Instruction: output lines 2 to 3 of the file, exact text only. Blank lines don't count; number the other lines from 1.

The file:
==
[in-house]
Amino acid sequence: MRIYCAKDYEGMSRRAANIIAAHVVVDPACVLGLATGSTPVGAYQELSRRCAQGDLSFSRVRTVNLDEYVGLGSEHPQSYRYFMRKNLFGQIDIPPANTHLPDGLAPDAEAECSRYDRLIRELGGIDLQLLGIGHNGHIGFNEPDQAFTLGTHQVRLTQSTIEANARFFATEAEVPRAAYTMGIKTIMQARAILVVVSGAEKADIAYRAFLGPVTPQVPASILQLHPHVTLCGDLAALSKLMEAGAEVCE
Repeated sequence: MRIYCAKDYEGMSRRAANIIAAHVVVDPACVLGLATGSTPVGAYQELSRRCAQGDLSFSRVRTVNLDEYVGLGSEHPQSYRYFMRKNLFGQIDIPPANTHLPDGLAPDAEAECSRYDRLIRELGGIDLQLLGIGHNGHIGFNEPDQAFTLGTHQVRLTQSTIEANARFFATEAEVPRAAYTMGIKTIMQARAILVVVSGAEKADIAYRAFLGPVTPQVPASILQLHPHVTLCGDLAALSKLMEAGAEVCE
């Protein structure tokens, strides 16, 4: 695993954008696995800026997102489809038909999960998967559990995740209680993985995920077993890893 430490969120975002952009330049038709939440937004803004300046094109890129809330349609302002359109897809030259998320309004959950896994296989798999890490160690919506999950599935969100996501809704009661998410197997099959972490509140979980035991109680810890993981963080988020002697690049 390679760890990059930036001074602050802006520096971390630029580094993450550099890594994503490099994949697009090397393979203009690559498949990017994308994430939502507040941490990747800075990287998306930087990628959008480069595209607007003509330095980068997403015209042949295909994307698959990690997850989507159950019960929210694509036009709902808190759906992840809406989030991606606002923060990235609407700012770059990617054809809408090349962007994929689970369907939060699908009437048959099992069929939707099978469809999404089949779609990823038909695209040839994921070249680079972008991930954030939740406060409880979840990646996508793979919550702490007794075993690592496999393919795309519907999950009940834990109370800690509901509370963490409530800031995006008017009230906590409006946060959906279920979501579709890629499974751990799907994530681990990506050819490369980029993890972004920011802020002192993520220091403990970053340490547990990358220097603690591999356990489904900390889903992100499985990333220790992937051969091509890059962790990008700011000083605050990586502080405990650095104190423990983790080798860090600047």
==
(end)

Amino acid sequence: MRIYCAKDYEGMSRRAANIIAAHVVVDPACVLGLATGSTPVGAYQELSRRCAQGDLSFSRVRTVNLDEYVGLGSEHPQSYRYFMRKNLFGQIDIPPANTHLPDGLAPDAEAECSRYDRLIRELGGIDLQLLGIGHNGHIGFNEPDQAFTLGTHQVRLTQSTIEANARFFATEAEVPRAAYTMGIKTIMQARAILVVVSGAEKADIAYRAFLGPVTPQVPASILQLHPHVTLCGDLAALSKLMEAGAEVCE
Repeated sequence: MRIYCAKDYEGMSRRAANIIAAHVVVDPACVLGLATGSTPVGAYQELSRRCAQGDLSFSRVRTVNLDEYVGLGSEHPQSYRYFMRKNLFGQIDIPPANTHLPDGLAPDAEAECSRYDRLIRELGGIDLQLLGIGHNGHIGFNEPDQAFTLGTHQVRLTQSTIEANARFFATEAEVPRAAYTMGIKTIMQARAILVVVSGAEKADIAYRAFLGPVTPQVPASILQLHPHVTLCGDLAALSKLMEAGAEVCE